How to Bake Bread in Solar Ovens – at Scale
Since 2019, Lebennon has been facing an economic crisis. Following decades of corrupt government financial mismanagement, banks started to impose restrictions on withdrawals. They stopped giving short-term loans to businesses and no longer provided them with US dollars for imports. As a result, this reduced the country’s ability to pay for imports, including essentials such as wheat and oil.
Moreover, many of Lebannon’s bakeries rely on expensive diesel generators for electricity because the ongoing economic crisis has devastated its power grid. In 2021, the country’s two main power plants ran out of fuel and shut down. Most households only receive about one hour of electricity per day, and the cost of food increased by 350 percent in April 2023. Many people in the country cannot even afford basic foods like bread. In some cases, the cost of a loaf has increased seven times in the space of a month.
To help feed the country’s population, an inventor, Toufic Hamdan, created a commercial bakery to bake bread in solar ovens. The startup “Partners With Sun” has installed a solar convection oven on the bakery’s roof. The Solar Oven uses large silver mirrors to capture and magnify the sun’s rays to build heat.
The heat is transported by a transfer fluid which is then used to help operate a convection oven, allowing it to reach a baking temperature of between 300 and 400 Celsius. The heat is used directly in food and beverage production. They have successfully made milk loaf, French bread and anything that can be cooked at this temperature. The Solar Oven is designed for industrial use in the baking industry.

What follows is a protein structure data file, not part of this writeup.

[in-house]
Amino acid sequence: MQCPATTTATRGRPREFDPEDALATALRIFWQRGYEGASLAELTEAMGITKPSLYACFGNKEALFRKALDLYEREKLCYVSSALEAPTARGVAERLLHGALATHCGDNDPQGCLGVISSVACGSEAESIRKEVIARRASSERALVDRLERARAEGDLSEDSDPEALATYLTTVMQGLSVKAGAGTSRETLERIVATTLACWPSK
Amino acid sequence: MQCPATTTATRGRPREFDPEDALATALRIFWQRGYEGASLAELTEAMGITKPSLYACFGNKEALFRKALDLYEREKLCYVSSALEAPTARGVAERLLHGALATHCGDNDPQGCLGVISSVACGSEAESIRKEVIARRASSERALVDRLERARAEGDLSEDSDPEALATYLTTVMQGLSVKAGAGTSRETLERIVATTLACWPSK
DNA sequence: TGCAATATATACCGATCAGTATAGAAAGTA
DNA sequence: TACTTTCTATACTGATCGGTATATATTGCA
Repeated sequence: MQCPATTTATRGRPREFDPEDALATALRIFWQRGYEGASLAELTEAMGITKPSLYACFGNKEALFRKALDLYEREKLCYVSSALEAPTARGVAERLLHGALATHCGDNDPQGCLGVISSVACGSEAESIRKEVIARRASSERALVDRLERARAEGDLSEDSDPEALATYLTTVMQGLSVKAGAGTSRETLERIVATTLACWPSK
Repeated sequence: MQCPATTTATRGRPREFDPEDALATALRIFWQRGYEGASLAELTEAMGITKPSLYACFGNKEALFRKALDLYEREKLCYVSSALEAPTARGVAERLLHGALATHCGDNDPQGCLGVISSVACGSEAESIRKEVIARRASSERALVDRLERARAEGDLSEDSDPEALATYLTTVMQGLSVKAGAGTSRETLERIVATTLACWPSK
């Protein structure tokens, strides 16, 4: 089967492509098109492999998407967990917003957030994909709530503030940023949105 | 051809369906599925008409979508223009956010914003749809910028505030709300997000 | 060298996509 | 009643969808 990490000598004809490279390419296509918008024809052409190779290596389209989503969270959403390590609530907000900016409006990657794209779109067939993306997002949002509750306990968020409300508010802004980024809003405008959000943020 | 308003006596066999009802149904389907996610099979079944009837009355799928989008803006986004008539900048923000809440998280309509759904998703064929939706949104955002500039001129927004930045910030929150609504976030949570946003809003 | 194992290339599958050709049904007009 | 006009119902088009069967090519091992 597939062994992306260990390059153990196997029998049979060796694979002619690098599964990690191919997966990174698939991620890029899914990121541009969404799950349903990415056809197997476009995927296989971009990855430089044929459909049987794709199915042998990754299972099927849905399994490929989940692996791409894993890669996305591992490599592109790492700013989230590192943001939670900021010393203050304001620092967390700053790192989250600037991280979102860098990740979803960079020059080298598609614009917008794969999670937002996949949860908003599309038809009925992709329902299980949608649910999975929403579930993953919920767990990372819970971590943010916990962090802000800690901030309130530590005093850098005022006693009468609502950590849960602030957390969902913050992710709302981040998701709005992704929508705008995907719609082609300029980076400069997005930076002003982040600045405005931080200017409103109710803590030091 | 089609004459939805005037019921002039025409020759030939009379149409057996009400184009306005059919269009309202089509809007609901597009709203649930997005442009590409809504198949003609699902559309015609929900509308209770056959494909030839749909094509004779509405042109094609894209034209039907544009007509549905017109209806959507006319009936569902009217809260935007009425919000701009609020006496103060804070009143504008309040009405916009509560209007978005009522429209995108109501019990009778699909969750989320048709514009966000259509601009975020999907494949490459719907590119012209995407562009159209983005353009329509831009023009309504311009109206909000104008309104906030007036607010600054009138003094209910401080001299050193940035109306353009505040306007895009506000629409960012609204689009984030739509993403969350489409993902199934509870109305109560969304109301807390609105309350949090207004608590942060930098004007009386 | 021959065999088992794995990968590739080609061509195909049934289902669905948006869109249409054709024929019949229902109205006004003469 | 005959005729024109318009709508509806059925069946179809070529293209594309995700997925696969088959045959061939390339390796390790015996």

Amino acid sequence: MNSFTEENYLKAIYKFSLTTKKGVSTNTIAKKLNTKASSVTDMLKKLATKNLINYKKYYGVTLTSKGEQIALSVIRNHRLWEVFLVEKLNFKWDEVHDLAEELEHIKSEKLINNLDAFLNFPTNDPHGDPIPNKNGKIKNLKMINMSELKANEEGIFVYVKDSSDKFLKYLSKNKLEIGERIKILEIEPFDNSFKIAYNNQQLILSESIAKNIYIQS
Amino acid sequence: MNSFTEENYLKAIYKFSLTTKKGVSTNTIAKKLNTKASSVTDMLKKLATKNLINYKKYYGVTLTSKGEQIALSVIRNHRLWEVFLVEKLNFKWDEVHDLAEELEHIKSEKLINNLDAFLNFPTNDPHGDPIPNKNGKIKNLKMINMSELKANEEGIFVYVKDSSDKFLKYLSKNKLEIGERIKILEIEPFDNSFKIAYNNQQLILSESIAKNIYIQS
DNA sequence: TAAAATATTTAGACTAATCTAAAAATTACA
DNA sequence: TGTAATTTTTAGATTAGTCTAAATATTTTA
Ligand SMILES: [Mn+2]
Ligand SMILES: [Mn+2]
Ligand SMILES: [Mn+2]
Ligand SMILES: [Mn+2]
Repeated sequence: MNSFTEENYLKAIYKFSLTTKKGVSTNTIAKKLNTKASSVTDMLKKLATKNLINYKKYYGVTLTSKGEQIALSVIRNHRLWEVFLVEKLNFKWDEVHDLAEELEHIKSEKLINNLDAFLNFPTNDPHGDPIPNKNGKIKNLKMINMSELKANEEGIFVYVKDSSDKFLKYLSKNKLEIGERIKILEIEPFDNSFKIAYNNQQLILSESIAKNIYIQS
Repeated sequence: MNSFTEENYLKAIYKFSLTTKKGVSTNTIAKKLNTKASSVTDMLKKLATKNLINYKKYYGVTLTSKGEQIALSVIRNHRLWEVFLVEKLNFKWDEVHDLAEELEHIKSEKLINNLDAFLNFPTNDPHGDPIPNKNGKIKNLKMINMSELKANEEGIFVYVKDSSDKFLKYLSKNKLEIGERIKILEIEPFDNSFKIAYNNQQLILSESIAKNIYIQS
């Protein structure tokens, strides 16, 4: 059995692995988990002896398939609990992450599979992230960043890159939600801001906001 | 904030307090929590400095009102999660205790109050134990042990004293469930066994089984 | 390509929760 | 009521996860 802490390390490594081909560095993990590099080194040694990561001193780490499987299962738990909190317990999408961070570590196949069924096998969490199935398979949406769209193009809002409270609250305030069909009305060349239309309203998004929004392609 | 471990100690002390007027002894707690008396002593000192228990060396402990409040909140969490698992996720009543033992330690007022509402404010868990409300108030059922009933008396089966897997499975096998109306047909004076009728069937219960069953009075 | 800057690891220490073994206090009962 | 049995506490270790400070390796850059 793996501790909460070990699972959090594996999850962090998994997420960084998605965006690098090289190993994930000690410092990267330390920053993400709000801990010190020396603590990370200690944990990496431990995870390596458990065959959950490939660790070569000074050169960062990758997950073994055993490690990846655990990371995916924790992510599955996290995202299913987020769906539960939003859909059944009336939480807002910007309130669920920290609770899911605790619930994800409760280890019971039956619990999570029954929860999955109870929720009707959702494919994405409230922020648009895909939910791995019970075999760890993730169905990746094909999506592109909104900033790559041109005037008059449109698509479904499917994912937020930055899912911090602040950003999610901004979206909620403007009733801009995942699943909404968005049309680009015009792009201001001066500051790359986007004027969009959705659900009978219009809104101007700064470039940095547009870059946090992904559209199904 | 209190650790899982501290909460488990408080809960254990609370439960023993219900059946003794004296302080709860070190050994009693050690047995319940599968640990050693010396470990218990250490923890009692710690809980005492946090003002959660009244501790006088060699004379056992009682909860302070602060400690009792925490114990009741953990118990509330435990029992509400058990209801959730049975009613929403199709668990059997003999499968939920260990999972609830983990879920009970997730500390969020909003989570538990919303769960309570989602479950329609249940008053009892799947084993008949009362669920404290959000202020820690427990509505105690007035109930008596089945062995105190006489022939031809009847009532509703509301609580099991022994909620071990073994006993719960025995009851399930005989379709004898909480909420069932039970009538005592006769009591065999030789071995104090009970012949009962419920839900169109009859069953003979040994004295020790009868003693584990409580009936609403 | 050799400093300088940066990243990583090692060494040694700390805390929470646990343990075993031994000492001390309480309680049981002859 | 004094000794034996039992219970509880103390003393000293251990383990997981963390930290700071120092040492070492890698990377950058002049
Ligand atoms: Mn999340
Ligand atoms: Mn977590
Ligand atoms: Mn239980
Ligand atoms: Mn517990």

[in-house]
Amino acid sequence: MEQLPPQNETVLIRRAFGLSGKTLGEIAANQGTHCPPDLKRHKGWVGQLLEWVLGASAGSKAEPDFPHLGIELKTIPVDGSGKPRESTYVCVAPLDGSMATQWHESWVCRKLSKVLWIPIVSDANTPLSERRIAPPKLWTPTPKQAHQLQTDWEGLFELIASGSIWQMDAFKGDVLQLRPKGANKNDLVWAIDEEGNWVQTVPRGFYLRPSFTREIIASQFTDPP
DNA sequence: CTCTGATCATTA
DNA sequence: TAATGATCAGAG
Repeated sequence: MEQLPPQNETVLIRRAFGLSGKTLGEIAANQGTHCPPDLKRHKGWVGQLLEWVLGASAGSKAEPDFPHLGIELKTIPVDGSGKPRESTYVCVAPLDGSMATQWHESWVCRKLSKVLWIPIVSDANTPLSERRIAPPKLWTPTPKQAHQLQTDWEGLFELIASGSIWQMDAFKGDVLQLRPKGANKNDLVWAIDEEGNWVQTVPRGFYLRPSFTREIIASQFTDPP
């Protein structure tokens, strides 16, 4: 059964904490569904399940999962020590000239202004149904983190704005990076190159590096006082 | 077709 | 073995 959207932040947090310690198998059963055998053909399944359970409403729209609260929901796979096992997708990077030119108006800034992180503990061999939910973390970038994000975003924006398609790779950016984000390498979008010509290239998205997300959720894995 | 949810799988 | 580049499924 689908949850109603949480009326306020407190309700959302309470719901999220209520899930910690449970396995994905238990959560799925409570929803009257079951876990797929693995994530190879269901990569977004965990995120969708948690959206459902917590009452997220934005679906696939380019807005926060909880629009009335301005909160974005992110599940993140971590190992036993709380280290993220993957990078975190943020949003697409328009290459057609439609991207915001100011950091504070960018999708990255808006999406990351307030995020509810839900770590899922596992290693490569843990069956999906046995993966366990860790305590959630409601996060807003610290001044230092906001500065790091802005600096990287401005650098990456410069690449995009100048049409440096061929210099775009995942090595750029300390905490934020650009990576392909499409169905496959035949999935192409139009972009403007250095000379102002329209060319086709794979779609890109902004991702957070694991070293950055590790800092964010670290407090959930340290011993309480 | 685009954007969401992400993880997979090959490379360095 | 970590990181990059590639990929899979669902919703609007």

The Solar Oven is able to cut up to 80% of the bakery’s fuel bill and improve its production efficiency. As a result, it also reduces the amount of diesel the country would have to import. As a result, it will reduce the price of the bread bundle that reaches the customer. Moreover, each bakery would save at least around 10 tonnes of diesel a month. By 2030, Toufic hopes to completely eliminate the use of diesel ovens in bakeries and rely only on solar ovens.
Lebanon is also increasing the use of solar energy for individuals and businesses. The country went from generating zero solar power in 2010 to having 90 megawatts of solar capacity in 2020. An additional 100 megawatts were added in 2021 and 500 megawatts in 2022. This is a sustainable way for people to move away from diesel and has become a stand-in for both grid-supplied electricity and private diesel generators.
Although the switch towards relying on solar power in Lebanon is now a response to the economic crisis than a reaction to climate change and air pollution, it is an inspiring way to show how we can use the earth’s resources to help our societies in times of crisis. The country now has a target to source 30% of its electricity from renewables by 2030. This switch will help provide electricity and food at reduced costs to the people of Lebanon during this economic crisis.